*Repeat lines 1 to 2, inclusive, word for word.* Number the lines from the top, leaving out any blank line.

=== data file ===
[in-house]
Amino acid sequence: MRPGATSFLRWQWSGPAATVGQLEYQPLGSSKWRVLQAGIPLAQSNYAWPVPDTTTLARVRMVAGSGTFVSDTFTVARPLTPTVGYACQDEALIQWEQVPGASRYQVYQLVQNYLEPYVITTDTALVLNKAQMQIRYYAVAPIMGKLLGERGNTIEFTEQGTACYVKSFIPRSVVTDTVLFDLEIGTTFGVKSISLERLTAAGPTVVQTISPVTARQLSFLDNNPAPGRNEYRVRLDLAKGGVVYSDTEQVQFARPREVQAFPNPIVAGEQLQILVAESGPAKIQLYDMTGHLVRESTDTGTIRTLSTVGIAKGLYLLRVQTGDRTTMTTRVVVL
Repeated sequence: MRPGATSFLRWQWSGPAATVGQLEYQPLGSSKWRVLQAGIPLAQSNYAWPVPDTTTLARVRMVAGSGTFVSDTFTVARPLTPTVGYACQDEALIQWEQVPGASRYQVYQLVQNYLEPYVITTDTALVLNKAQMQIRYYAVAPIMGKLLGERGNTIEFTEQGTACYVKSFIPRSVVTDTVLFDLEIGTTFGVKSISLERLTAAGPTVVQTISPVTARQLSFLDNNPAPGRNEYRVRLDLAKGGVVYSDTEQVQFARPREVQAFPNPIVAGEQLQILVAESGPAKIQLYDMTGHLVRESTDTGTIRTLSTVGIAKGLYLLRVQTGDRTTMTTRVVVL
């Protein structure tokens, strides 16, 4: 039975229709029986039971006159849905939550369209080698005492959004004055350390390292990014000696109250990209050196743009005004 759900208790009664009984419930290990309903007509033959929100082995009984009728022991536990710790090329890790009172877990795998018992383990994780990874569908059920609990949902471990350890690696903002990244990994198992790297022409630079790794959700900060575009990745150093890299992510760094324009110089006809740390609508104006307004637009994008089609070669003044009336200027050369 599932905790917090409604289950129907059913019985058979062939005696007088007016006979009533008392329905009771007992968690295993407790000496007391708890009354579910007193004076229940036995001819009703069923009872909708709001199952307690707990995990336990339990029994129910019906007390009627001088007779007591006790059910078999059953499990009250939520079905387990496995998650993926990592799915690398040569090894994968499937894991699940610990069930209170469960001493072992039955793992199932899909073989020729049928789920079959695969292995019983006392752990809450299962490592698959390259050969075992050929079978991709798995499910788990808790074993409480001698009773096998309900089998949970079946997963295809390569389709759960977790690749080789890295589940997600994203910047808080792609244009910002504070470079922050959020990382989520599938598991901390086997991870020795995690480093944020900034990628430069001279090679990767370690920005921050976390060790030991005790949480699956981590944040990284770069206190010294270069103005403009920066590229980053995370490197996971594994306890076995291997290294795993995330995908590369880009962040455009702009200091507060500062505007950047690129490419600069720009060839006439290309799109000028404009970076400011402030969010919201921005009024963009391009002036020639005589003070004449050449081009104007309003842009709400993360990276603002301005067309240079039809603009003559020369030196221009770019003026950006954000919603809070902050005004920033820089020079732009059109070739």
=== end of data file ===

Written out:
[in-house]
Amino acid sequence: MRPGATSFLRWQWSGPAATVGQLEYQPLGSSKWRVLQAGIPLAQSNYAWPVPDTTTLARVRMVAGSGTFVSDTFTVARPLTPTVGYACQDEALIQWEQVPGASRYQVYQLVQNYLEPYVITTDTALVLNKAQMQIRYYAVAPIMGKLLGERGNTIEFTEQGTACYVKSFIPRSVVTDTVLFDLEIGTTFGVKSISLERLTAAGPTVVQTISPVTARQLSFLDNNPAPGRNEYRVRLDLAKGGVVYSDTEQVQFARPREVQAFPNPIVAGEQLQILVAESGPAKIQLYDMTGHLVRESTDTGTIRTLSTVGIAKGLYLLRVQTGDRTTMTTRVVVL